4. Documentation. My first section is always my documentation section.  This includes attendance, schedules, report cards, vision check-ups, doctor's visits, field trip lists or any other ways I chose to document the school year.

 In this section I usually include the Course of Study or curriculum list.

 After I mail the evaluation to the County, I receive
a confirmation letter that my child is ready to proceed to the next grade level. I place the letter in this section of the portfolio when I receive it.

Special Note:  Remember, you have options for homeschool assessment.  Your options include standardized testing.  If you decide on having your child tested, they have to show that they are on grade level in each portion of the test.  It raises "red flags" if the test scores aren't up to par. So my advice is if your child isn't great at taking tests, if they are highly creative individuals, or if they are "hands-on" learners, it may be wise to document your homeschool program with a portfolio assessment.

5. The "STUFF". You've divided your notebook by subject--now what?As an evaluator I look for progress.  It is not necessary to put every paper completed in the portfolio. (Preferably NOT.)  You should have a few (3-5) work samples or tests per subject per month.  If you are using a computer program such as Switched on Schoolhouse by Alpha Omega, all your records are on the computer.  You still need a documented record that your child completed the required work.  You can print out quizzes and tests, but it is also prudent to include some writing samples or whole lessons they completed as well.  Again, not required, but wise in case you decide to enroll your child in a private or public school. 

6. "A Picture is worth 1,000 words."  Include photos of your
school year. Field trips and hands-on learning experiences which may be time consuming to document with words are easy to record with a camera.

7. "Put your best foot forward."  Make sure your child's BEST samples are in the portfolio.  They may not all have the BEST grades but make sure they are done neatly and the pages are clean.

All of this makes a statement! You want to have a portfolio that you can look back on and know that you did your best.  This will be proof of the credibility and accountability of your child and family.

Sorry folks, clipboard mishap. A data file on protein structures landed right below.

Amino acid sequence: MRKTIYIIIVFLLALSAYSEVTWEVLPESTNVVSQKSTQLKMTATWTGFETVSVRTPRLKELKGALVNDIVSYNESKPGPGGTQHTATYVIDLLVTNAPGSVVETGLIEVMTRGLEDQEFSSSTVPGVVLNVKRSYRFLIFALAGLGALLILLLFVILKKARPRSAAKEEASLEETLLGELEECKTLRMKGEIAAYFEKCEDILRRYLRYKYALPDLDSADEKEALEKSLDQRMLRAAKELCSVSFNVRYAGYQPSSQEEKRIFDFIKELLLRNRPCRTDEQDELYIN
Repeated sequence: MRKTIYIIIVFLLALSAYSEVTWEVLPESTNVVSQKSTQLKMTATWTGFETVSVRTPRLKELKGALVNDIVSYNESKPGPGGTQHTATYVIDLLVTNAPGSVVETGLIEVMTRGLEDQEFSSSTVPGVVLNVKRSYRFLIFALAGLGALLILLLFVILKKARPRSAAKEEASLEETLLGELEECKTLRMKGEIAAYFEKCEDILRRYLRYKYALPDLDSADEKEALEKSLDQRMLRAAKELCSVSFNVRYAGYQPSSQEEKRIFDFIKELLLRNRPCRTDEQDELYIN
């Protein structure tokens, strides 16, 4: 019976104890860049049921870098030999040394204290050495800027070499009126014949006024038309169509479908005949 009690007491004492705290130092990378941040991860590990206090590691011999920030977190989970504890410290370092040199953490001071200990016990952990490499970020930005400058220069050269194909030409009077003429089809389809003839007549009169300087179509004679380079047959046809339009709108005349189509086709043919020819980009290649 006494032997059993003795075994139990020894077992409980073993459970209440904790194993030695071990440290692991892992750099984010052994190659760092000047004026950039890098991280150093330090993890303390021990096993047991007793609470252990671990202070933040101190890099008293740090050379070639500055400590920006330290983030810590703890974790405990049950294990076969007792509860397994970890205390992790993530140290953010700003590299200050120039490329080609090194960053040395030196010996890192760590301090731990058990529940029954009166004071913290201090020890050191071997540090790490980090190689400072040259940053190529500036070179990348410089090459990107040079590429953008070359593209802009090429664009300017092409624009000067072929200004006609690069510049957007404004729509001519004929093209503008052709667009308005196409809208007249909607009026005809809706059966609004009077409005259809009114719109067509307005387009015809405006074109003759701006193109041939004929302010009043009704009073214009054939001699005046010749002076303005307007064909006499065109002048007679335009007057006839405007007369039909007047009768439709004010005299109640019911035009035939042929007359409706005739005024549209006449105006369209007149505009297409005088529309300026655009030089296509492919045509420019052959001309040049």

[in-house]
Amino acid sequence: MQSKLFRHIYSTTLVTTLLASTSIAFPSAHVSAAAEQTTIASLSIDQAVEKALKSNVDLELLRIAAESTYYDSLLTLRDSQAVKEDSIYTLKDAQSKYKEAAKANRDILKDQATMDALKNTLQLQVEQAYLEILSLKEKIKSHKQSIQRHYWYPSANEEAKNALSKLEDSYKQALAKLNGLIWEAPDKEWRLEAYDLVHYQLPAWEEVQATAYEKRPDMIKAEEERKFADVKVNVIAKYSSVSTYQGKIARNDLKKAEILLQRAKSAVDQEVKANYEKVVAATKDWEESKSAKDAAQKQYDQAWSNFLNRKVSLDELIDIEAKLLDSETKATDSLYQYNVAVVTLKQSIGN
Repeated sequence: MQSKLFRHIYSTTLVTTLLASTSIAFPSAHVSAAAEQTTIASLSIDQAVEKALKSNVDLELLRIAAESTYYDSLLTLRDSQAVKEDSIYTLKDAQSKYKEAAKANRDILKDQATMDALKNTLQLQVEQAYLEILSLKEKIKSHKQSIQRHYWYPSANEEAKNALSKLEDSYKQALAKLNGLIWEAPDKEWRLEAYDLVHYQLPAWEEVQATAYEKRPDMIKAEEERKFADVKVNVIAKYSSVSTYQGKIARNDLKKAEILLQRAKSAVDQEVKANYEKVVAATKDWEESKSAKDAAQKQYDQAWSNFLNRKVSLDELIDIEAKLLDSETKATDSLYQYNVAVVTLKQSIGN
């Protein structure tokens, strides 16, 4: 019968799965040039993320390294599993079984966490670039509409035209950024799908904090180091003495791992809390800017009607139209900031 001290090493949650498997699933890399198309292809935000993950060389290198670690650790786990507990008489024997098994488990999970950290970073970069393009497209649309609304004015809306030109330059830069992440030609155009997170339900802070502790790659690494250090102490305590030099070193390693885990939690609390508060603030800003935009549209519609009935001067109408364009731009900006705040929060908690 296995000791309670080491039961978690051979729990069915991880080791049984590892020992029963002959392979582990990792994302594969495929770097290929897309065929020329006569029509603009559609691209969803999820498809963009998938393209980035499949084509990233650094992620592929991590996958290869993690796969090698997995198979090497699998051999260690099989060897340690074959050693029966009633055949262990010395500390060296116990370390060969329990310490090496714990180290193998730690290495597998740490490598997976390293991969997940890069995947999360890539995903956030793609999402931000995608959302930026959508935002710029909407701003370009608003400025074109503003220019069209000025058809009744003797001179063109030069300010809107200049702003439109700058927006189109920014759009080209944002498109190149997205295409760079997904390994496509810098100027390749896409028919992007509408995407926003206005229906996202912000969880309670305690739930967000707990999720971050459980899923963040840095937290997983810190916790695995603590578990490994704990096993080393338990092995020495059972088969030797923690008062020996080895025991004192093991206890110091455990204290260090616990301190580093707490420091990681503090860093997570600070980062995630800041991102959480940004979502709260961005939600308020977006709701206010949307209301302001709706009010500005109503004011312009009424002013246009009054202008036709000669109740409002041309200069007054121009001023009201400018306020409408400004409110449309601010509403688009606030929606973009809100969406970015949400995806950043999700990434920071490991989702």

8. Include art, music lesson reports, P.E. records, any other community clubs, church or community service involvement. These are also learning experiences.  Awards, ribbons, trophies should be noted as well.

Contact me if you need a home school evaluation. I have been a State certified teacher since 1992 and can evaluate for any student in any county in Florida. My charge is $40 per student or $35 per student for families with 2 or more children.  Virtual/Email/Skype evaluations available at the same cost.

If I can help you please email me, Jennifer Jones at   If you request an evaluation, I will bring the required documents to make your evaluation as stress-free as possible.  

Saturday, December 14, 2013

Intentional Homeschooling Holidays

Ideas for Intentional Holidays
1. Joy Box. Decorate a shoebox with wrapping paper. Write ideas for a meaningful Christmas on 24 index cards or card stock. (See below for 24 ideas)
2. Focus on the Spiritual meaning of the holiday.
3. Center it around helping others. Volunteer in your community. Take goodies to community workers. (Police or Firefighters etc.)
4. Practice good deeds in your family.

24 ideas for the joy box...
1-Design a manger scene with poster board or Legos. Talk about the Nativity.
2- See a live Christmas Nativity.
3- Make hot cocoa, drive around check out Christmas lights.
4- Go to a Christmas parade.
5- Have a family Dollar Tree gift exchange.
6- Make homemade fudge.
7- Build a fire outside and tell stories of Christmas past.